I seem to be getting a great deal of mileage out of Barbara O'Brien's post here. It's helping to clarify my views, and I would say, points of how I would critique "Western Buddhism"
In her latest comment; she mentions Stephen Batchelor, and points to her review of his latest book.. Thanks to her, assuming her review's right, I have learned that I too have my points of disagreement with him, and thank her for sparing me the time going though his book. I would agree, from a "Four Dharma Seals" criterion, that he's stepped out of Buddhism, if that is the criterion for who's a Buddhist and who isn't a Buddhist. On the other hand, is the "Four Dharma Seals" a gate that admits those who are Buddhists and keeps out those who aren't?
From her latest comment on "Buddhism without Buddhism:"
These days many of us are struggling to maintain the integrity of undiluted Buddhism in the West in spite of the push by people like Stephen Batchelor to take all the power out of it and repackage it as McDharma. Hey, it sells books, right?
In her hyperlink here on Batchelor she points out:
For example, on page 34 of Confessions Batchelor writes about the 7th-century philosopher Dharmakirti -- "His philosophy gave me an excellent conceptual framework for interpreting my practice of mindfulness as well as the other experiences I had had in Dharamsala." However, "Emptiness of inherent existence, by contrast, is just a conceptual and linguistic abstraction."
"Emptiness of inherent existence" -- shunyata -- is the key to understanding Mahayana Buddhism. Without some appreciation for shunyata, you will misunderstand everything else. Realization of shunyata is the perfection of great wisdom evoked by the Heart Sutra. And it's a "conceptual and intellectual abstraction" only until one learns how to reach beyond the limits of conceptual thought to understand it.
I think her hyperlink to Batchelor is spot on, but I think her implication that he's trying merely to sell books misses the mark. For whatever reason, "Emptiness of inherent existence, by contrast, is just a conceptual and linguistic abstraction" is no doubt a belief sincerely held by him. I have no idea now an intelligent, learned man can have that as a sincerely held belief these days, but, as my grandma would have said, there you are.
What I mean by that is to me, everything from the cosmology of the universe to Treblinka and Rwanda and 9/11 to Big Horizon to the prevalence of deconstruction as an explanation for what we communicate manifests the voidness of essence.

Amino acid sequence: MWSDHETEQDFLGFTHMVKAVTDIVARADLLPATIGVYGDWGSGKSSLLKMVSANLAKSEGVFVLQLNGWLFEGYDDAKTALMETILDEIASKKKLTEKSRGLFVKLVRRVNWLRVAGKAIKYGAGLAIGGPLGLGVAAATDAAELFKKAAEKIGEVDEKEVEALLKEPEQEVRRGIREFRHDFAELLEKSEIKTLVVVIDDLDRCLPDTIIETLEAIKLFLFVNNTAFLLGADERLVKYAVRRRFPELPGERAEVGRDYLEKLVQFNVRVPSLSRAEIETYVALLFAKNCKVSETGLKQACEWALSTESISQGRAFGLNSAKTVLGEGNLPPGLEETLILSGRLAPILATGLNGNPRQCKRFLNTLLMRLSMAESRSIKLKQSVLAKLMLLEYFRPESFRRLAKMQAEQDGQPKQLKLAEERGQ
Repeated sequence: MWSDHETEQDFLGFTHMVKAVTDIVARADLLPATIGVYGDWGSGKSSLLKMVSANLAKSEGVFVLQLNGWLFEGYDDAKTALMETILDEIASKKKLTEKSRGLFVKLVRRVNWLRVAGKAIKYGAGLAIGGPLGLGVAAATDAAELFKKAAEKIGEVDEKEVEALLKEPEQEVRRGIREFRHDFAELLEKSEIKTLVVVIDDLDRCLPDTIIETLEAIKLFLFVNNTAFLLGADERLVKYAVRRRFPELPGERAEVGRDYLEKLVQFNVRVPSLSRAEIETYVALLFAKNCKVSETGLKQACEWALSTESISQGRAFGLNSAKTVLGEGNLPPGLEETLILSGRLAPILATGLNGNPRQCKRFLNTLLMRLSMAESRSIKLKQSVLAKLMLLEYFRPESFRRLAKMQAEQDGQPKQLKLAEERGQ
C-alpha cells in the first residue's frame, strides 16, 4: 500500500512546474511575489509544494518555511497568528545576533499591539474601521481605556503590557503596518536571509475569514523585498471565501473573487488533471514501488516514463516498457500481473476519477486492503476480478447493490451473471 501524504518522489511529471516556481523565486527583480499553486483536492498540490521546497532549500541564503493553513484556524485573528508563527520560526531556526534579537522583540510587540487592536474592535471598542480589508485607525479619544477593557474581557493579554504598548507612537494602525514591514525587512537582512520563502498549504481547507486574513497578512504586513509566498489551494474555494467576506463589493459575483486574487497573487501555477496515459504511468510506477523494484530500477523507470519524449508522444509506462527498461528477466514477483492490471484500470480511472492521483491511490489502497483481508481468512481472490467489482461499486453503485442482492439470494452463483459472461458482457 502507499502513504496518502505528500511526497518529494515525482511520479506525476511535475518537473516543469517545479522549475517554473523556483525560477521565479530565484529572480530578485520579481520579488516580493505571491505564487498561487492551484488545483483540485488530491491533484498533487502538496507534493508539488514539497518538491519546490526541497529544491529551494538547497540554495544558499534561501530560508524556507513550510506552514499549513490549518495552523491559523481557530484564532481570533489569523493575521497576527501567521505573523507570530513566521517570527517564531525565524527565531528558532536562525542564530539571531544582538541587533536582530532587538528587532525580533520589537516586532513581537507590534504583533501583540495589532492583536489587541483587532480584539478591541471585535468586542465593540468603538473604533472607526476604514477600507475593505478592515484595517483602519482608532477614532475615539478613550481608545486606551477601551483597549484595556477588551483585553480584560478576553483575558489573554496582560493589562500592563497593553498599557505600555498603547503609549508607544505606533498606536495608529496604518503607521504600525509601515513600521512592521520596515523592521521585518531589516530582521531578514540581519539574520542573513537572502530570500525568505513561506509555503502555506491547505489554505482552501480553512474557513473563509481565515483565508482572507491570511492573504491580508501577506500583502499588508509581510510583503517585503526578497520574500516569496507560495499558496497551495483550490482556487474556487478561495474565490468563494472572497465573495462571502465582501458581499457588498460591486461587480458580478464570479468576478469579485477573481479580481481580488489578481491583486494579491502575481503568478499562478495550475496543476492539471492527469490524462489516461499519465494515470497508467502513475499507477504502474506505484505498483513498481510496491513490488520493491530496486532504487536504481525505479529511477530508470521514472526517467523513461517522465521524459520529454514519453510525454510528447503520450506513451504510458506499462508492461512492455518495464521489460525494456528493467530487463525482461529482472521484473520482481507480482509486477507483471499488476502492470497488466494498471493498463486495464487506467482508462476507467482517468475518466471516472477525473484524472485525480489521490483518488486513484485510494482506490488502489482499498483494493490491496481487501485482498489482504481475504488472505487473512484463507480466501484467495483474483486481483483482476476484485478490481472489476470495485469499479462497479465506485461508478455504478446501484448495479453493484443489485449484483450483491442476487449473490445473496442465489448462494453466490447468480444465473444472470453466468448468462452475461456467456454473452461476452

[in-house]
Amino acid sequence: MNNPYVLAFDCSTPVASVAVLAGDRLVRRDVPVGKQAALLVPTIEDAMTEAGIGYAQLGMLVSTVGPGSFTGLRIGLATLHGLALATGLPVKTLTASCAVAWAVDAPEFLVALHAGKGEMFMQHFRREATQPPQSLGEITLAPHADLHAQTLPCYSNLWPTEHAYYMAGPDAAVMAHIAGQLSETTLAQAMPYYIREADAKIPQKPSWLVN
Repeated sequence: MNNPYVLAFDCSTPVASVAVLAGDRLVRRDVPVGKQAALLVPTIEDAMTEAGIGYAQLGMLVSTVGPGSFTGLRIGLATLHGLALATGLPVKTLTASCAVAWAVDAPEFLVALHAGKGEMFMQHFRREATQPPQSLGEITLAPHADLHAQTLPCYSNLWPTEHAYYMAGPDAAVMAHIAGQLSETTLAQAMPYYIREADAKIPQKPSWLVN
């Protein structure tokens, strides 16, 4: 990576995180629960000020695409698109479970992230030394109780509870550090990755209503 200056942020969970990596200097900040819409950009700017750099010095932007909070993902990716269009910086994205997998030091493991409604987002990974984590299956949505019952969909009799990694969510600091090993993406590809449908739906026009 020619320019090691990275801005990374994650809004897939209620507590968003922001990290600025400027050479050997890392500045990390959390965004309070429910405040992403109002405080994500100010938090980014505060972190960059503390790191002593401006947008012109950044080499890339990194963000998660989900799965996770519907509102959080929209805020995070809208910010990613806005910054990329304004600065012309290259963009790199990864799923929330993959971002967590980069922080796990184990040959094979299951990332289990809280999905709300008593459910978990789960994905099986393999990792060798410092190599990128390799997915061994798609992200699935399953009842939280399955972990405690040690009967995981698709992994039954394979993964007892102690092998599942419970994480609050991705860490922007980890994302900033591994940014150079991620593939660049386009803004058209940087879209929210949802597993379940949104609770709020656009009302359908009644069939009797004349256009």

But I think Batchelor came to his conclusions after careful thought, just as I would say I came to Buddhism after careful thought. I just think, (ah, think) that like Newt Gingrich, he has made a rather odd choice of paths, and I would suspect that - as his book title - Batchelor still considers himself a Buddhist.
O'Brien's distinctions here, even the "Four Dharma Seals" criterion, I would say, are somewhat arbitrary insofar as these are things that were decided by people, hence their validity is ultimately negotiable .(See "Zen master" Herb Cohen's books on negotiation as to why this is so. It is simply amazing to me that when the book linked here came out in the 70s, Cohen, a corporate lawyer of some kind, was using the skills in this book to negotiate deals with clients, using the very underlying ideas of emptiness as Nagarjuna and Sartre and Derrida, the latter of whom was also in his prime. Cohen just put these concepts in a very user-friendly mass market paperback, having nothing whatsoever to do with Buddhism or a spiritual path.. But I digress.)
Barbara continues in her comment on "Buddhism without Buddhism:"
When I say “undiluted” Buddhism I don’t mean slavish copying of Asian forms just because it’s traditional. Rather, right now we’re all going through a process of discovering what will best function as upaya in western culture. Buddhism has always gone through some re-tooling as it has spread into new cultures. But what many of us have found is that bowing chanting, rituals — work. The litrugy works. The old commentaries and sutras work. They are transformative. They are a powerful skillful means. So we’re adapting and retooling, but not in a way that dilutes what the dharma ancestors have given us.
The bowing and chanting etc. are, in my experience, far more powerful in some forms than others, and some "adaptations of the Asian forms for Westerners" are simply dreadful, esthetically speaking, and for whatever reason, much of the impetus for why Asian forms are the way they are is strained out of the Westernization..
The White Plum Asanga has 延 命 十 句 觀 音 經 in their liturgy, but they completely miss the lineage and provenance of this chant when they do chant it, based on my experiences in more than one of the temples in their lineage. Even though this chant comes down from the Rinzai line via Hakuin, they have "anti-adpated" it to the West; they've drained it of all its power (literally doing so, I'm certain Hakuin would insist). But heck, Soto guys like Brad Warner probably don't even chant this, so what am I complaining about? Besides, I would submit that all, all are Buddhists. But it does trigger the thought in me that perhaps a post explaining how it's done in the Rinzai tradition might be helpful at some point. Just don't do it that way at 3 in the morning in a house full of non-Buddhists on a clear warm summer night with the windows wide open or you might get arrested for a domestic disturbance...but I digress again.
However, with the world the way it is, with Kentucky Fried Chicken popular in China (go figure!), and Tabasco sauce ubiquitous in Japan, much of the idea that "Buddhism must be adapted for Westerners" seems much like cultural chauvinism. To each their own on this, but always be on the lookout for the genuine article. To make a (no-no!) meat eating analogy, it's the difference between real Japanese teppan and Benihana.